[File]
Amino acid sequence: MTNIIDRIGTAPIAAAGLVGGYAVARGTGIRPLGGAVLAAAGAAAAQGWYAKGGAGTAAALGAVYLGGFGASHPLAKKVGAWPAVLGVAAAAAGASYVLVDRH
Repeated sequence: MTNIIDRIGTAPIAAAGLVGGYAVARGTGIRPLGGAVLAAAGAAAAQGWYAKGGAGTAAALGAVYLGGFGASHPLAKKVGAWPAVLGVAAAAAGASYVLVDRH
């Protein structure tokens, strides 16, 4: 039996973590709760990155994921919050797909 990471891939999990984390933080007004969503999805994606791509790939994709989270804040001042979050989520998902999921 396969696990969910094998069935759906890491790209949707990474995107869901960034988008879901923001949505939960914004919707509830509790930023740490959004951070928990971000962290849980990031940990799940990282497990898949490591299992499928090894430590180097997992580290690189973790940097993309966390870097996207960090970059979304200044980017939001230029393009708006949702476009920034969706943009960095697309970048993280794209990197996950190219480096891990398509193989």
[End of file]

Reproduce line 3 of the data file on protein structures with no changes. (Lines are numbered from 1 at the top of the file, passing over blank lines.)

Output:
């Protein structure tokens, strides 16, 4: 039996973590709760990155994921919050797909 990471891939999990984390933080007004969503999805994606791509790939994709989270804040001042979050989520998902999921 396969696990969910094998069935759906890491790209949707990474995107869901960034988008879901923001949505939960914004919707509830509790930023740490959004951070928990971000962290849980990031940990799940990282497990898949490591299992499928090894430590180097997992580290690189973790940097993309966390870097996207960090970059979304200044980017939001230029393009708006949702476009920034969706943009960095697309970048993280794209990197996950190219480096891990398509193989």